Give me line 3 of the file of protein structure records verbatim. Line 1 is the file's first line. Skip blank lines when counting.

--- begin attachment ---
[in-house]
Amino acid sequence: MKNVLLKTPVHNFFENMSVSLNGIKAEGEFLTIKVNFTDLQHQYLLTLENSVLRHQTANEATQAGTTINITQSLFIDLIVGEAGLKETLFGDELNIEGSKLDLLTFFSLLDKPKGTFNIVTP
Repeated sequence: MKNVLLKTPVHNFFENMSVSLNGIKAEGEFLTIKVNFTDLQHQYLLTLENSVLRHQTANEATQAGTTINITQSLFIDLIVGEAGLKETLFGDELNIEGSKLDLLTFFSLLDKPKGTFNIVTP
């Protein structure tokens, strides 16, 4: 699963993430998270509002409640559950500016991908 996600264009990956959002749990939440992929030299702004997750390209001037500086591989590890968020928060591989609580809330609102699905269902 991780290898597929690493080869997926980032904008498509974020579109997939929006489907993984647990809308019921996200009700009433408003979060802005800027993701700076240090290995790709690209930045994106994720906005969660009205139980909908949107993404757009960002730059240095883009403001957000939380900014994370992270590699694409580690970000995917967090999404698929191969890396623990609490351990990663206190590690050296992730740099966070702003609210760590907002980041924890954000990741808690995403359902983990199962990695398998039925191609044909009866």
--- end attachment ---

Repeated sequence: MKNVLLKTPVHNFFENMSVSLNGIKAEGEFLTIKVNFTDLQHQYLLTLENSVLRHQTANEATQAGTTINITQSLFIDLIVGEAGLKETLFGDELNIEGSKLDLLTFFSLLDKPKGTFNIVTP